Connecticut laws/regulations;

OLR Research Report

January 12, 2012




By: Kevin McCarthy, Principal Analyst

You asked (1) whether anaerobic digesters qualify for renewable energy credits (RECs) under the state's renewable portfolio standard and (2) whether there is floor on the price of these RECs.


Anaerobic digesters convert manure or other organic products into methane, the principal component of natural gas. The methane can be used for heating or electricity generation, among other things.

The electricity produced from anaerobic digesters qualifies for RECs under the state's renewable portfolio standard. There is no floor on the price of RECs, but rather a ceiling.

Legislation adopted last session (PA 11-80) creates a program to provide financial incentives for anaerobic digesters.


The state's renewable portfolio standard requires electric companies and competitive electric suppliers to get part of their power from three classes of renewable resources. In the case of electric companies, this obligation is transferred to their wholesalers. In practice, the standard is met by buying RECs on the regional wholesale electric market. Renewable generators obtain RECs for the amount of power they generate from renewable resources. The generator must either be located in New England or transmit its power to the region.


Under CGS 16-1, class I renewable energy resources include the energy derived from methane gas from landfills. In 2008, the Department of Public Utility Control (DPUC, now the Public Utilities Regulatory Authority) issued a declaratory ruling that the energy produced from methane created from manure and organic waste that is placed into an anaerobic digester and decomposed under anaerobic conditions (i.e., in the absence of oxygen) qualifies as a class I resource (docket 07-06-22). Similarly, in 2008 DPUC ruled that a generation facility that uses anaerobic digesters to generate methane from waste food products qualified as a class I resource (docket 08-09-04). This facility would use food waste from restaurants, institutional cafeterias, supermarkets, food processors and potentially other sources.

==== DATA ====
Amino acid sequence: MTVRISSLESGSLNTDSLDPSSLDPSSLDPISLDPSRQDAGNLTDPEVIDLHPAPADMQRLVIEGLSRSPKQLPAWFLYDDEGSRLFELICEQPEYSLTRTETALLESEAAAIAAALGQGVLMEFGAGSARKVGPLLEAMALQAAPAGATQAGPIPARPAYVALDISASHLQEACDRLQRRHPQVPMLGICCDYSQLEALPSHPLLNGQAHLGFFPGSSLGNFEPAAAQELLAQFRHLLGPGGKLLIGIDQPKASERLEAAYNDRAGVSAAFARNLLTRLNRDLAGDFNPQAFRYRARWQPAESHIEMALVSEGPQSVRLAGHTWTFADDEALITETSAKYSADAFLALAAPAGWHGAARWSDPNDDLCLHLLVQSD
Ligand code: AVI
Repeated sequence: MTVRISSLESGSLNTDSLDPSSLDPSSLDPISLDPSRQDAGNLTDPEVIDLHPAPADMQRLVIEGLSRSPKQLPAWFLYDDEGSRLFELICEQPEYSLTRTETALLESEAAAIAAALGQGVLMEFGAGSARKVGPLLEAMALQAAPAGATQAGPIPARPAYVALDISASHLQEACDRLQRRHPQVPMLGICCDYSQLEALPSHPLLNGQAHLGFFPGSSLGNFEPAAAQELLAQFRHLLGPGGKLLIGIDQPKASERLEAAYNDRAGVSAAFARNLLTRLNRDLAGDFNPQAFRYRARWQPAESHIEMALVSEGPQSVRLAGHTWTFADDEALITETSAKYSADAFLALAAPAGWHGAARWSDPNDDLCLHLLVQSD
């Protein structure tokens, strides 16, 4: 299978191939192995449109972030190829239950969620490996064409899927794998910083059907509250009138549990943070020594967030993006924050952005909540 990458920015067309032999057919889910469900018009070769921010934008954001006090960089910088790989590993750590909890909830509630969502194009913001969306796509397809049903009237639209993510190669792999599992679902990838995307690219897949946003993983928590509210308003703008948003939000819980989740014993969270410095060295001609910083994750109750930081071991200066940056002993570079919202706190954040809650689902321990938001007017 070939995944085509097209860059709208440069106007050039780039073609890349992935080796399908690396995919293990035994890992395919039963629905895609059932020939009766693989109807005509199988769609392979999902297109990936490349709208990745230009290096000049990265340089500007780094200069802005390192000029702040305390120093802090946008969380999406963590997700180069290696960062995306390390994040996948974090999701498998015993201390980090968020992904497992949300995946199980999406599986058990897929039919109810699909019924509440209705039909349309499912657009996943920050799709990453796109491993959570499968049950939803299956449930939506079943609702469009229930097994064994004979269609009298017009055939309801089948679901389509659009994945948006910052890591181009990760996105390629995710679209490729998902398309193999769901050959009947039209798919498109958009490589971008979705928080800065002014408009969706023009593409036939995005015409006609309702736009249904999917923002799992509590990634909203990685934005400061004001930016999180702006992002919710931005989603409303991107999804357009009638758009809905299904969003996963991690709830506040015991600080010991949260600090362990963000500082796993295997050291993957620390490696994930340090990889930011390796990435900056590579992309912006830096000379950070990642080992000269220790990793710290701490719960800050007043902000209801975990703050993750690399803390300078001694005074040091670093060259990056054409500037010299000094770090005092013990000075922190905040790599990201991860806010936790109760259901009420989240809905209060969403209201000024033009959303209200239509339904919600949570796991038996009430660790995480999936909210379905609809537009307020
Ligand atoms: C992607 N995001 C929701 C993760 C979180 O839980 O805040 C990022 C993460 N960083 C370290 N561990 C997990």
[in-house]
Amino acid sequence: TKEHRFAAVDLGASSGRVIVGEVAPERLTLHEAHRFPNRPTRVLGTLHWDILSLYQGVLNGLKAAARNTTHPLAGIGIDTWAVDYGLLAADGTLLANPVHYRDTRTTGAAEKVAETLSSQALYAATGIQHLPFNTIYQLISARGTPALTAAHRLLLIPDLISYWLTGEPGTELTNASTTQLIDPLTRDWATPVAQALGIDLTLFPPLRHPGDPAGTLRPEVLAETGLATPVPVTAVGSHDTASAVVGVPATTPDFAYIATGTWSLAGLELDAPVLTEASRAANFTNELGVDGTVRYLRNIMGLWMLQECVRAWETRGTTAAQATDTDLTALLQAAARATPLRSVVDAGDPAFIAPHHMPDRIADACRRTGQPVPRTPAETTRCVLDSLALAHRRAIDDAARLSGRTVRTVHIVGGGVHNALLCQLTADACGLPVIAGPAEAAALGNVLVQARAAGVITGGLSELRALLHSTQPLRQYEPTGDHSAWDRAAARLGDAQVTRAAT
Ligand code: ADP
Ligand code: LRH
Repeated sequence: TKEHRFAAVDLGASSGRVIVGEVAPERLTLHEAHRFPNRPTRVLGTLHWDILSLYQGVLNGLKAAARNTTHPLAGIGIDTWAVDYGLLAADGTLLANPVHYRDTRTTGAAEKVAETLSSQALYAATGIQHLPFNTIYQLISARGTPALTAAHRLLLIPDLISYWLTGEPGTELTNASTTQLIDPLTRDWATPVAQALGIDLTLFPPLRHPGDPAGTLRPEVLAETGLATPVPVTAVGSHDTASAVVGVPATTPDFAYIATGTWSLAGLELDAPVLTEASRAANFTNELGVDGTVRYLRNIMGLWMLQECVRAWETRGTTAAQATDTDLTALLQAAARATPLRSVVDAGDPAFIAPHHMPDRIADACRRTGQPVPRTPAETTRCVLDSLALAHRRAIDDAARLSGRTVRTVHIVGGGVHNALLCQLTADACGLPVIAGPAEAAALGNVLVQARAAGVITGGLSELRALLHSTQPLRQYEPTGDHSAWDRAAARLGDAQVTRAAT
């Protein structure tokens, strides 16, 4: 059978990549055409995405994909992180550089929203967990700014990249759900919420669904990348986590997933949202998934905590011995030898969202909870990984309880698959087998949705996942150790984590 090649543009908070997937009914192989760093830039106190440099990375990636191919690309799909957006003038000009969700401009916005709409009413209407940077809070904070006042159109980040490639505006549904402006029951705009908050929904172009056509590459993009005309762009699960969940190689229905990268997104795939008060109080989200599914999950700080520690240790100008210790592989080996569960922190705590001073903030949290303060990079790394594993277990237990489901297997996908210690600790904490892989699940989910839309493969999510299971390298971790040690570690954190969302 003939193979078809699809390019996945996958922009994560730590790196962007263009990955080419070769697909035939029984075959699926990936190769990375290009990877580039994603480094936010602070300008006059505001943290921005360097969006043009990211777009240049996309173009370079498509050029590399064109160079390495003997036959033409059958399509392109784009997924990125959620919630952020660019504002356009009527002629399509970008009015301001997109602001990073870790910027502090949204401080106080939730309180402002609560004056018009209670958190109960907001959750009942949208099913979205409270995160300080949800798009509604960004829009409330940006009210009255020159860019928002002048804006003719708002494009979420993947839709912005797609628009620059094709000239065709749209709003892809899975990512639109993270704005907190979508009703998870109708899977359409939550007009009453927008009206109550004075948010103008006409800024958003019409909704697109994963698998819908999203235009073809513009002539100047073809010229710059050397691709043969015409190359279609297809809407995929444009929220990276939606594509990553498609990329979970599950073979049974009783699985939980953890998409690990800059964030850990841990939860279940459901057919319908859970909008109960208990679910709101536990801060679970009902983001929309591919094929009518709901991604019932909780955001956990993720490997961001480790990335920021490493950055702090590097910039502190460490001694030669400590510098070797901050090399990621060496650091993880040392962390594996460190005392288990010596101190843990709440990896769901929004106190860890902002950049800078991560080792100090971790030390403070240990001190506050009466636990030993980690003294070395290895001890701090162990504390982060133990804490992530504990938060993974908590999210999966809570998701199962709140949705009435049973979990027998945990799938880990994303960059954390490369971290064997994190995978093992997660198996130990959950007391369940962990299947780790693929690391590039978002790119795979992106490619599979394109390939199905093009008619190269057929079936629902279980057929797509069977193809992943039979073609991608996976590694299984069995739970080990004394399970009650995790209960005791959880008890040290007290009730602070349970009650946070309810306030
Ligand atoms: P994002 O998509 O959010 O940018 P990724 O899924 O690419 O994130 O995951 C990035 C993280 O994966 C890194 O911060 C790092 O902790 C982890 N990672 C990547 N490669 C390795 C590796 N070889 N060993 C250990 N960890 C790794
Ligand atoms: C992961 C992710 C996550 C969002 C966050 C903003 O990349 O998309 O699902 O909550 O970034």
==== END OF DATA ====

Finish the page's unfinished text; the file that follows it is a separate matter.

There is a ceiling but not a floor on the price of class I RECs. CGS 16-244c and 16-245 set the cap at 5.5 cents per kilowatt-hour for the price of these RECs. The actual market price of class I RECs in Connecticut in 2011 was about 2.5 cents per kilowatt-hour, according La Capra Associates, a consulting firm.


PA 11-80 establishes a program to promote anaerobic digesters. It requires the Clean Energy Finance and Investment Authority to establish a pilot program to support “sustainable practices and economic prosperity” of Connecticut farms by using organic waste with on-site anaerobic digestion facilities to generate electricity and heat. The assistance can take the form of loans, grants, or power purchase agreements. The authority may approve no more than five projects under the program, each with a maximum size of 1,500 kilowatts (1. 5 megawatts) and a maximum cost of $450 per kilowatt. The authority must allocate $2 million annually for the digester program. By January 1, 2016, the authority must report to the Energy and Technology Committee on the program and whether it should continue.